Without visuals I allow myself perchance to dream. This album has two hearts: it beats for those who were lucky enough to see the show and will recall it all. However, it also has a second sort of life for those, like me, who never got to see it. So as I listen back to the album I realize the story of Kylie in New York blossoms like a brand new flower unlike so many other live albums out there which are usually simply there to capture previous the concert. This is completely different affair.
I’ve been one of the lucky Europeans who caught the singer in the Europe. I’ve seen and heard what Kylie. Steve Anderson, William Baker, the dancers, the band, the crew, the lighting engineers and stage designers can do when the curtains reveal a Kylie concert. However there is a place in the world that has never experience the sheer joy of a Kylie tour & that was North America. This tour was about giving something back to those dedicated fans and celebrating the music, the show and stories behind each particular track.
You see, Kylie concerts are a critical moment where the song is given a new lease of life. Or a different spin. Much like those Charlie’s Angels Steve Anderson, Kylie and William Baker are a force of three that treat the show like a fragile and vital opportunity to truly examine the artistry behind pop music. Each song has a critical reason to be there. It means something. It conveys a reason. The setlist follows an order to expose a number layers and moments to the song that you might not have originally guessed when first heard on the album it originally featured from. Herein, on tour the songs sprout wings and float away.
So, without the visuals I am turn to the music itself. Nothing more and nothing less. Steve Anderson magically teases out the throbbing baselines in Come Into My World, adds a few sweeping synthetic sounds that give the hit song from her Fever album a transcendental texture. Light Years recoils in mystical Giorgio Moroder, Star Trek, Star Wars threads and blossoms into cybertronic petals which would appease even those robots with the coldest of hearts. Or should that be hard-drives? The incredible introduction to Light Years (Somewhere, Somewhere Over The Rainbow merged with The Sound of Music) collapses with the 20th Century Fox theme and creates a gloriously epic start to the album and immediately sets the exalted tone of the show.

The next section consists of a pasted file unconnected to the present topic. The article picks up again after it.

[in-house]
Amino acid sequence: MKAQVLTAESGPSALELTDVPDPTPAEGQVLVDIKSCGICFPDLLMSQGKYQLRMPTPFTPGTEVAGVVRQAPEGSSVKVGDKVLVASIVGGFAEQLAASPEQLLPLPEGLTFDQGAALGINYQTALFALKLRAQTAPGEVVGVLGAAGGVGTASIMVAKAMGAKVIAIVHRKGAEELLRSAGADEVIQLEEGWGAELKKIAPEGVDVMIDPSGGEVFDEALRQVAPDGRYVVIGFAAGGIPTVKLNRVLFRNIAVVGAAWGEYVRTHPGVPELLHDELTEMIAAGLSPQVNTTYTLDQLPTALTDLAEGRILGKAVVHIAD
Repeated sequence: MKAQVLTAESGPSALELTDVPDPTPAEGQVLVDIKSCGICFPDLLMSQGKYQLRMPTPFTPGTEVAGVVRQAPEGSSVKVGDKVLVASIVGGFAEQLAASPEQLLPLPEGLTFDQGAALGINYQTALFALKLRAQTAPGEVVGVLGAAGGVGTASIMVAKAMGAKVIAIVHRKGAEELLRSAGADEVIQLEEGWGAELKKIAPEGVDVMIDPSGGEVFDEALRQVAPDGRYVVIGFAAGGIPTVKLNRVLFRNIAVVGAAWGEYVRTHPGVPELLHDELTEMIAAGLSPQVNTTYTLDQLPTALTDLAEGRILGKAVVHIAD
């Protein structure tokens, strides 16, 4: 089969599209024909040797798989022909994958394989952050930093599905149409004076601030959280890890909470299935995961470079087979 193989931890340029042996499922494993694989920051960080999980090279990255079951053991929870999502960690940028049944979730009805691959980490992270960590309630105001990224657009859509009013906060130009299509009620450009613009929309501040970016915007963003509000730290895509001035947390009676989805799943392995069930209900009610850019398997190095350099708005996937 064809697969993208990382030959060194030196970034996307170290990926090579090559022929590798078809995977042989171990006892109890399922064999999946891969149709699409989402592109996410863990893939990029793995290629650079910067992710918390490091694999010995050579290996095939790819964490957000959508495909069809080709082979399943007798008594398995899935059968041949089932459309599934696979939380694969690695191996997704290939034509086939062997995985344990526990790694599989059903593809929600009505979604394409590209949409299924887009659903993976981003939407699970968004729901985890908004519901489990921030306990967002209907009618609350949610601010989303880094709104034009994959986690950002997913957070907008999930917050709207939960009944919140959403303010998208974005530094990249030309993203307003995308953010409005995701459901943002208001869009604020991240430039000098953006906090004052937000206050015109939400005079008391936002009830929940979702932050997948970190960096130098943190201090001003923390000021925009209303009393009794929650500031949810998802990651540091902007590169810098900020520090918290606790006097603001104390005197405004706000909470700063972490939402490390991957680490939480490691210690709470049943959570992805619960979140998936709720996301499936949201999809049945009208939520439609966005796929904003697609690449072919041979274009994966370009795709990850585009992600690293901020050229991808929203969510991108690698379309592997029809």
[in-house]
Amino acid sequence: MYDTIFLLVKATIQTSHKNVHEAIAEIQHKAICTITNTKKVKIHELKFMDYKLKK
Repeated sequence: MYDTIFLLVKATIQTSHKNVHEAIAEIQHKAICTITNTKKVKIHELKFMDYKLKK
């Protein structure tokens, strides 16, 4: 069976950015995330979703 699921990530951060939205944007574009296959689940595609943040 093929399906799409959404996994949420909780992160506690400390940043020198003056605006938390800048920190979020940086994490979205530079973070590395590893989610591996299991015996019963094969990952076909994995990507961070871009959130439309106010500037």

A new spiky version of Speakerphone saw Kylie borrowing from Ridley Scots Alien and HR Giger’s amazing sci-fi invention. Gone is the cyborg queen of the Fever tour and only to be replaced by something more electronic, bombastic, horrific, alien and yet organic. The clever re-working of each song – even down to album tracks like my favourite I’m Over (Dreaming Over You) – took the observer and listener into sea of neon nights, symbols and signs. Steve’s production ensures that the listener doesn’t really have be at the show itself. The live album pulls the individual into another dimension and you find yourself screaming with anticipation. The arrival of Such A Good Feelin’ at the end of the hits medley secures the glory of the occasion.
The story of this live album is anyone’s seeing as there’s no dvd to go with this tour. You can let your mind run wild. As imagination has no bounds, it is truly up to the listener. I like to think with the reworked version of Speakerphone one could say Kylie is symbolically connected to the multitude of speakers thus making her music like a drug forcing itself through the veins of those in-front of her. The nature of interpretation permits anything. Neatly organized, Kylie’s tour is a pop journey into the abyss & into the skies of pop ecstasy. Herein, the band, Kylie and Steve Andersons musical direction provide tablets of electro delight where neon angels of the rave culture of early 1990s and the modern synth discourse of 2010 collide together to provide moments like Boombox/Can’t get You out Of My Head and a haunting version of Slow. These hyperbolic vaults of musical energy send the audience and the listener into a dance of sheer pop joy. Its on Slow that everything comes together and the sonic stars are aligned perfectly. In short, you won't find pop any better. Indeed, this is pop that is better than today.
The production and sound on this album is so plush that it goes beyond the usual restrictions of live albums. Such is the quality of the album its up there with such other amazing & iconic live albums by Donna Summer (Live & More Encore), Barbra Streisand (The Concert), Aretha Franklin (Amazing Grace), Kraftwerk (Minimum-Maximum) and Johnny Cash (At Folsom Prison). The music provides a sort of oxygen that throbs. You can almost taste the tense energy of the sensual staccato’s and vibratos of the songs. The Live Album soars into one of the finest Kylie albums of her career....
The album is available to buy on Amazon (mp3 only) from the 14th of December